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Discussion Starter · #1 ·
Anyone riding dirt and gravel without 8+ pounds of skid plate hanging off the bottom? ; ) Perhaps with just a fender extender, and maybe a radiator guard?

Part of the reason I got this bike was for its relatively low weight. (And wheelies...) Done a ton of ADV type riding on my 1985 CB700SC and 1998 CB750, and definitely bashed in the headers a little bit (I like to tell myself that improved the mid-range performance ; ). But those bikes don't have big radiators, and do have very strong mufflers.

Made a DIY fender extender, and will happily add the real thing. A radiator guard would be fine also, if bit pricey. Reluctantly added 8 lb of Givi crash bars, which will definitely get some use. ; (

Anyone riding dirt/gravel without a plate???
 

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I did for a long time without any issue.
Fender extender of some form is needed almost on any bike to avoid packing the radiator with dust/dirt when it is directly behind the tire...

Avoid hopping anything that comes close to the clearance and you'll be fine.

I advanced to gnarly enough trails that I added a hepco becker one. It's a poor fit, requires a non-trivial mod to keep the access to oil drain plug and it's noisy as hell (vibrations basically amplified like it was a guitar body...).... I still cannot call it a skid plate, it's mostly a rock guard - you won't bash into it it's too flimsy for that.

I wouldn't be surprised if I remove it before the end of this summer...despite my gnarly trails bias... It's such a fuss to remove/add 8 awkward tiny 6mm bolts washers and nyloc nuts. I expect the next oil change to be the decider. Really disappointed. 馃槥
 

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I have a number of times. Mostly dirt/gravel, but some single track that is a bit adventurous.

I installed a fender extender and it has worked very well. Some basic brand off the internet, that just screwed onto the front fender. Amazingly it has stayed on without any problem despite water crossings.

A good radiator guard is imperative. It is exposed to all kinds of flying junk, including on paved roads.

The muffler sits under the engine, so it is a bash plate of sorts.... lol. It will at least prevent holing the oil pan. My opinion is a bash plate is only needed if you'll be on pretty rough surfaces. The typical dirt road should not be a problem. When it doubt, slow or stop to check out the depth of pot holes and height of obstacles before riding into them.

If you'll be on the kind of surfaces where you really need knobbies, and probably should be on a motocross bike, then yeah you need a bash plate.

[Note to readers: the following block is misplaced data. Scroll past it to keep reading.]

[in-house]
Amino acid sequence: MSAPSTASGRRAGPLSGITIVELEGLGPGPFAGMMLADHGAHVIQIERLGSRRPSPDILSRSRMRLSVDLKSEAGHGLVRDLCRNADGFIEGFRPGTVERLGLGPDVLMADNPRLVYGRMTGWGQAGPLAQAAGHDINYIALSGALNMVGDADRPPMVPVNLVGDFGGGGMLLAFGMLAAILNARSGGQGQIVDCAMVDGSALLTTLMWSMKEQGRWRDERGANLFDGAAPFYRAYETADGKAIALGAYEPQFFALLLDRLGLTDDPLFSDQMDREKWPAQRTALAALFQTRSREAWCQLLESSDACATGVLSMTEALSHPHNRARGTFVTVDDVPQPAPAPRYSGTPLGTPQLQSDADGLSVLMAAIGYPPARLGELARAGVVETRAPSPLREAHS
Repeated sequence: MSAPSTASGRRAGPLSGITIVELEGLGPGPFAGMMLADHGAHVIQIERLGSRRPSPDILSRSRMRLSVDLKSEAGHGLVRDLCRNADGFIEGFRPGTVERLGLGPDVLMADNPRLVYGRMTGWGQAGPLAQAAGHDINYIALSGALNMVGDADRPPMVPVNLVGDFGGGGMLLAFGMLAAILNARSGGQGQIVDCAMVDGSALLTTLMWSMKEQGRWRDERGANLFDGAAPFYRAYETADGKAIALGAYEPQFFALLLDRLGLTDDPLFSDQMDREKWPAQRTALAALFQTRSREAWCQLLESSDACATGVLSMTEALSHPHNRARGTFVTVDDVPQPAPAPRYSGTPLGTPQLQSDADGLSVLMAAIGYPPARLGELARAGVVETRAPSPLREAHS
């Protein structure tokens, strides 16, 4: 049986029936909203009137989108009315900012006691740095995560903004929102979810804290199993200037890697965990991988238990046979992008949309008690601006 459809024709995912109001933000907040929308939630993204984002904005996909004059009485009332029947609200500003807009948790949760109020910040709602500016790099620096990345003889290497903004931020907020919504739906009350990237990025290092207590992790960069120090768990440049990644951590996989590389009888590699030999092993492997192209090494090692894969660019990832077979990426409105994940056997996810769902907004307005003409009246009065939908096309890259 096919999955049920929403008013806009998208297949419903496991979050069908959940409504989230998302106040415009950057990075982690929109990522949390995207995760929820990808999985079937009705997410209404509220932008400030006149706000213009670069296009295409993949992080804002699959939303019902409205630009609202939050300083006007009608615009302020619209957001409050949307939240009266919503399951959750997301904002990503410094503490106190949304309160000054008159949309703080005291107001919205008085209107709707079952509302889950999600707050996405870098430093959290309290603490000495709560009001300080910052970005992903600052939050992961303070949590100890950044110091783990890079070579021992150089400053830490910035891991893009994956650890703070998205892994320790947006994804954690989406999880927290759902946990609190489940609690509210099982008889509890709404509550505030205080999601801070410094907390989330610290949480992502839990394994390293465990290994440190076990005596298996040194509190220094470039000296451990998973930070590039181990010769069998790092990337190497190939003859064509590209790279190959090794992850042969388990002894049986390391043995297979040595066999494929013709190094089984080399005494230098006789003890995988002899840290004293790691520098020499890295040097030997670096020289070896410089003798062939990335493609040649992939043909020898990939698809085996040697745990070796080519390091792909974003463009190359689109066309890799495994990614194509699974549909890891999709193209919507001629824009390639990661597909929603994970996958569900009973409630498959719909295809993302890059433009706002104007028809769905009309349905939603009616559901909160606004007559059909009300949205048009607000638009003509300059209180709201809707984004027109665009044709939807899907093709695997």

The only time I've bottomed out was riding into a puddle that looked like a seep but was a bottomless hole full of water. Went into it at about 1 mph, so no damage to anything.
 

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I have the T-Rex skid plate, but mainly to protect the pipes and the otherwise very exposed oil filter. One rock thrown hard into the filter could ruin your day. I don't ride single track, but do ride a lot of gravel roads. The underslung muffler means you shouldn't be trying to roll over anything anyway.

My bike is the green one in these pictures: Seattle to Dirt Riding Near the Olympic Mountains

So you can see the skid plate doesn't help the appearance.

-dm
 

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Discussion Starter · #5 ·
Thanks for replies... Would you like to hear more. Trying to determine if bike is a keeper. If so, guess I can beat the hell out of it. Under $3,000 in it so far. Plus a ton of time. ;(

Shinko E705 tires still working extremely well. 10 turns out preload on front, 9 mm preload on cheap Ohlins (Ka 907?) in back, 32 psi F/B, and it handles like a dream without beating me up. Should do fine on dirt aired down for a much softer ride.

Have dr650 and xt225 (3 day trip on that i a couple of hours ; ) ; guess I don't need the versys to do my typical 48 hours of dirt, but sure need to be able to do 10 or 50 miles here and there.
 

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Thanks for replies... Would you like to hear more. Trying to determine if bike is a keeper. If so, guess I can beat the hell out of it. Under $3,000 in it so far. Plus a ton of time. ;(

Shinko E705 tires still working extremely well. 10 turns out preload on front, 9 mm preload on cheap Ohlins (Ka 907?) in back, 32 psi F/B, and it handles like a dream without beating me up. Should do fine on dirt aired down for a much softer ride.

Have dr650 and xt225 (3 day trip on that i a couple of hours ; ) ; guess I don't need the versys to do my typical 48 hours of dirt, but sure need to be able to do 10 or 50 miles here and there.
What size of Shinko's do you have and how do you like them? Recommend?
 

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...A good radiator guard is imperative. It is exposed to all kinds of flying junk, including on paved roads.

The muffler sits under the engine, so it is a bash plate of sorts.... lol. It will at least prevent holing the oil pan....
On my '15 I 'use' the muffler as a 'skid-plate' (as well as the SW-Motech crash-bars), while I have SW-Motech crash-bars and skid-plate on my '08. BOTH have some sort of rad-guard.
 

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182579


photo courtesy of my friend douglasgraham.

belly fairing torn away, oil filter dented. the belly fairing mounts to a bracket which, in turn, mounts to the cast lugs on the side of the oil pan. the cast oil pan is 2mm thick, which means he came within a whisker of parking the bike. gravel guard? you be the judge, it's your money, your bike.
 

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Shinko E705 tires still working extremely well.
Then you are extremely not difficult to please...
These tires are slippery and wear poorly (cupping). I've seen no difference in grip between the stinko and a road tire.